Written by Pierce Lydon • November 1, 2022
As the world becomes increasingly more globalized via the internet and social media, it can sometimes be hard to hold on to the parts of our own backgrounds and histories that remain special and unique to us and our families. But there is always a way. No matter how much of a melting pot our world becomes, there is no reason for time to erase culture or modernity to overcome tradition. The future presents opportunity and no one has embraced that more than Pica Pica owner and chef Adriana Lopez Vermut.
It all began in 2008 when Adriana gave birth to her first child. Her father asked her how she would make sure that her children would have a connection to their heritage as Latinos and specifically, as Venezuelans. Adriana and her father started Pica Pica together as a result and began their commitment to introducing Venezuelan cuisine to the Bay Area.
Originally, the plan was for a full-scale, fine dining concept to elevate their favorite flavors while making their presence known in the community. But with many diners less familiar with Venezuela than other Latin cuisines and the small size of their first location, a more streamlined approach was the best way to go. Their focus would become the arepa.
“We were the pioneers in bringing the concept of arepas around here. There were none,” said Adriana. “But it was a huge challenge, because people had no idea what they were.”
Adriana calls arepas the first cousins of pupusas and tacos and that’s a very apt description. Arepas have their origins in the cuisines of Colombia and Venezuela, where they are traditionally made with a thick corn flour pancake as the base. However, each country has put its own spin on the dish, resulting in a variety of different flavors and styles.
Colombian arepas are typically stuffed with cheese and/or eggs, while Venezuelan arepas can be filled with meats, cheeses, vegetables, or other ingredients. The cornflour shell of an arepa gives it a unique texture that is different from tacos or burritos, and it also helps to absorb the flavors of the other ingredients. As such, an arepa is more than just a vehicle for flavor like a traditional tortilla; it is a complex dish in its own right.
“They're all kind of in the same realm of food, but arepas are unique to just Venezuela and Colombia. It was a steep learning curve, but it was an opportunity to be the first ones at introducing that new flavor profile to the foodies in the Bay Area. And has been really fun,” said Adriana. “The Bay Area is really foodie-forward and adventurous, and people are always very intrigued to try new things. So that really helped us.”
With a growing customer base, the Pica Pica team fielded a lot of questions about their product and one of the biggest questions they received was about whether or not their offerings were gluten-free. Traditionally, the arepa shells themselves are gluten-free because they used corn flour rather than wheat flour. But Adriana wanted to go deeper than that.
She wanted Pica Pica to be a safe space for customers with all types of dietary needs so she removed soy sauce from her recipes as well as honey to make sure that even her sauces were vegan and gluten-free. She wanted to adapt to the needs of the modern consumer while not losing the heart of the restaurant.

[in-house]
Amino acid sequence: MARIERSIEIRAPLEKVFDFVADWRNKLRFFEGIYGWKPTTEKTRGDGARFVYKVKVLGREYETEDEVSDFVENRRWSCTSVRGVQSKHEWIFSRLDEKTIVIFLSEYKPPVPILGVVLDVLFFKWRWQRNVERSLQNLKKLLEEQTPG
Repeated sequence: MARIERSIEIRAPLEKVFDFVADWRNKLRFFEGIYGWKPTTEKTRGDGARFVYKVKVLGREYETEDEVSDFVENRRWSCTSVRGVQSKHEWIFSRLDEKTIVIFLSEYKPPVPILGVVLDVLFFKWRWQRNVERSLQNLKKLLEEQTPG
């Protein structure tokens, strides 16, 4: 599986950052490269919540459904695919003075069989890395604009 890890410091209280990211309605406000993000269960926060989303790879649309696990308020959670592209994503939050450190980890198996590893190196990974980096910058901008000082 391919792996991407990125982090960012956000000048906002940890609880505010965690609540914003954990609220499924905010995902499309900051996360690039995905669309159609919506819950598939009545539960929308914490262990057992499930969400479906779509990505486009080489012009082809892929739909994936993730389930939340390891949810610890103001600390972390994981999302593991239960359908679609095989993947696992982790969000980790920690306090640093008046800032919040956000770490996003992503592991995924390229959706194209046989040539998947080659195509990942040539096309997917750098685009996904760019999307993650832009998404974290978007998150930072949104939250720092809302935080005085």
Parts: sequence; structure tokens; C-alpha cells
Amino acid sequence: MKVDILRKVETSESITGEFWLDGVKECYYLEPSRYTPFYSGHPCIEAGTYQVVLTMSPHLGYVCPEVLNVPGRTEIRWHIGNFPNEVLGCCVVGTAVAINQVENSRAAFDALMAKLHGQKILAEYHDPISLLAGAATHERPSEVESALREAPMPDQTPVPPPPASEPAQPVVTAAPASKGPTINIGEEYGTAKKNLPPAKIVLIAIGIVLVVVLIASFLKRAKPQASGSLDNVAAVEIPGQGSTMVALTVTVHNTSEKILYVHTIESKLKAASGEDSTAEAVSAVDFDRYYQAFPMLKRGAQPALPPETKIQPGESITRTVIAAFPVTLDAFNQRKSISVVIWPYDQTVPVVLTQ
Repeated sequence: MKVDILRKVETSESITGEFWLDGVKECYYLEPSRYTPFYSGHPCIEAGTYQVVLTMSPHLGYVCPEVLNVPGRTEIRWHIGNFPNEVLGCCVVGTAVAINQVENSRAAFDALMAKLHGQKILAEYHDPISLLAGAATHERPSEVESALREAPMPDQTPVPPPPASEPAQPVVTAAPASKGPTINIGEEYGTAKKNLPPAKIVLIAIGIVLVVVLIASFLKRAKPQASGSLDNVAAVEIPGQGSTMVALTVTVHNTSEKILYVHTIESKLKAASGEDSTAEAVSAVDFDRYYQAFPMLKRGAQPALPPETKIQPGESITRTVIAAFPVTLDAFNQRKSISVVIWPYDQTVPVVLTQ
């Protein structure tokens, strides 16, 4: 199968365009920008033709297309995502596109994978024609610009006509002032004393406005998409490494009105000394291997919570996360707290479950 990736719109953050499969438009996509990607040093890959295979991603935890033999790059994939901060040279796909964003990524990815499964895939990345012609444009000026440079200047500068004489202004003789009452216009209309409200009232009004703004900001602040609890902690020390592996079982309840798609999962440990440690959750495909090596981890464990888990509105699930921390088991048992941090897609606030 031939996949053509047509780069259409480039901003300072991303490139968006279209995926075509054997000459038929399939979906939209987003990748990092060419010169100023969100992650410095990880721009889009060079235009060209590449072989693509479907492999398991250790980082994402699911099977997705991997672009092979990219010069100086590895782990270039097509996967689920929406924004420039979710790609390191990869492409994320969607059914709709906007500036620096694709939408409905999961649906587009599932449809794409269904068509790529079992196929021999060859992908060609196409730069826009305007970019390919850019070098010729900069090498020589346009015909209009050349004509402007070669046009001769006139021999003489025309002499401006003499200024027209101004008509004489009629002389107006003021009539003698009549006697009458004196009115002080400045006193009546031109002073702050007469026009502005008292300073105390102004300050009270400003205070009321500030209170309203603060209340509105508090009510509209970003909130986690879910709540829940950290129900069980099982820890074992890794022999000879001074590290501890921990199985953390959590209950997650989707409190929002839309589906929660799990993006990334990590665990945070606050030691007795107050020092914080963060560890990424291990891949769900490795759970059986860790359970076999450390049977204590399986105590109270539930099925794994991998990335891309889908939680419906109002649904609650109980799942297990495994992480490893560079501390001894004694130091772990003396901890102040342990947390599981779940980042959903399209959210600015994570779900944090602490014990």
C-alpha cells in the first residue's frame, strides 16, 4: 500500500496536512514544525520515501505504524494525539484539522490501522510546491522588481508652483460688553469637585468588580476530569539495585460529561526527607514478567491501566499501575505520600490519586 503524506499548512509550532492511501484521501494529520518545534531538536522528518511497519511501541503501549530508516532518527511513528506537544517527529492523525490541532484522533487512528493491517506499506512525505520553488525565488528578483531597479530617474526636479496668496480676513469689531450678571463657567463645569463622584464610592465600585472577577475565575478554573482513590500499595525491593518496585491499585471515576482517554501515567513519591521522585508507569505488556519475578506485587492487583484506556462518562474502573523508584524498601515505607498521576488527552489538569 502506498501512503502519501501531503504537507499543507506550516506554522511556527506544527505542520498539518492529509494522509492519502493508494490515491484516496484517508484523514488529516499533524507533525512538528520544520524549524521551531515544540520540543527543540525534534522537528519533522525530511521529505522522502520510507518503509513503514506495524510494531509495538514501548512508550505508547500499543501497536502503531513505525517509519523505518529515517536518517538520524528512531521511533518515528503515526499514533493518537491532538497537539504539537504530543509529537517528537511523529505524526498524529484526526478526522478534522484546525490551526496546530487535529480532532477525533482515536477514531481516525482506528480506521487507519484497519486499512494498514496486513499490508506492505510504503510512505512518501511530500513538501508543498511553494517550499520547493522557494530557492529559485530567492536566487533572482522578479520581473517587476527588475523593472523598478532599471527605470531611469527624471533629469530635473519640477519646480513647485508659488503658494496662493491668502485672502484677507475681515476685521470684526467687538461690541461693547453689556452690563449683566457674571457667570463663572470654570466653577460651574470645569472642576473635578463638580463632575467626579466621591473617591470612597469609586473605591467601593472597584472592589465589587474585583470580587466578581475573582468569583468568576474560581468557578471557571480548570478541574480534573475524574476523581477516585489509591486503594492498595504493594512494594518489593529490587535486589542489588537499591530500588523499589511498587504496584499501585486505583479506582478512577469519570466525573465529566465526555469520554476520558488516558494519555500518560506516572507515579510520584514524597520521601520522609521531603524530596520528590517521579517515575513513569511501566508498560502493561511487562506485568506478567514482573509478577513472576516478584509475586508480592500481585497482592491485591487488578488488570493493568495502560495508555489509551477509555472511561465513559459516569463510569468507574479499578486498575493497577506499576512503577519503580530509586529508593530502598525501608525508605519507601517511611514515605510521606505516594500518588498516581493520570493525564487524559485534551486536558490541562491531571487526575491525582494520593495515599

“I think that being welcoming to people's needs and bending over backwards to make sure people could still experience the arepa was an important driver for me from the beginning,” said Adriana. “And I have enjoyed that part of the process.”
Despite Pica Pica’s success, the COVID-19 pandemic hit everyone hard in March of 2020. The restaurant survived in part because of Adriana’s willingness to adapt.
By 2020, 50% of their sales were office catering orders so pivoting to a totally online ordering model was not an issue. But losing those sales and providing a safe avenue for her employees to continue working were struggles.
With the whole world turned upside down, Adriana knew she had to do something. She raised money from friends, family and several agencies across San Francisco and soon she and her team were providing hundreds of meals a day to homeless shelters and frontline workers.
From March 2020 to May of 2020, Adriana and her team provided over 21,000 meals to those in need which bridged the gap until they were able to get their PPP loan in June. As a result, she didn’t lose a single member of her team either.
“We made it work. It was not about making money, it was really just about helping people and keeping people employed,” she said.
Pica Pica’s sales have not completely returned to their pre-pandemic levels but they are on the rise. The restaurant remains a place that Adriana can connect to her family and her local community. She has four children now that will sometimes help out in the kitchen and she’s used Pica Pica as a place to teach them and their classmates about how to run a restaurant.
None of them have gotten the bug to take over and let Adriana retire but her daughter, Isadora, has already published a cookbook for kids called The Simple Art of Cooking. These days Isadora only cooks for personal fulfillment because she’s seen the headaches of running a business firsthand.
For now, Adriana remains committed to Pica Pica, the art of the arepa and continuing to listen to her customers.
“Sometimes people are like, ‘Oh, this [arepa] is not very big.’ But the ones that we make are anywhere from 12 to 15 ounces, so it's packed in there. And our combinations have sauces, Venezuelans don't do sauce, so I developed a sauce menu. It's hot, it's sweet, it has plantains, it has the beans, the tofu. That's a page from listening to the American customers,” said Adriana. “Arepas are a really versatile vessel to play around with. And that I think is what's so unique about it.”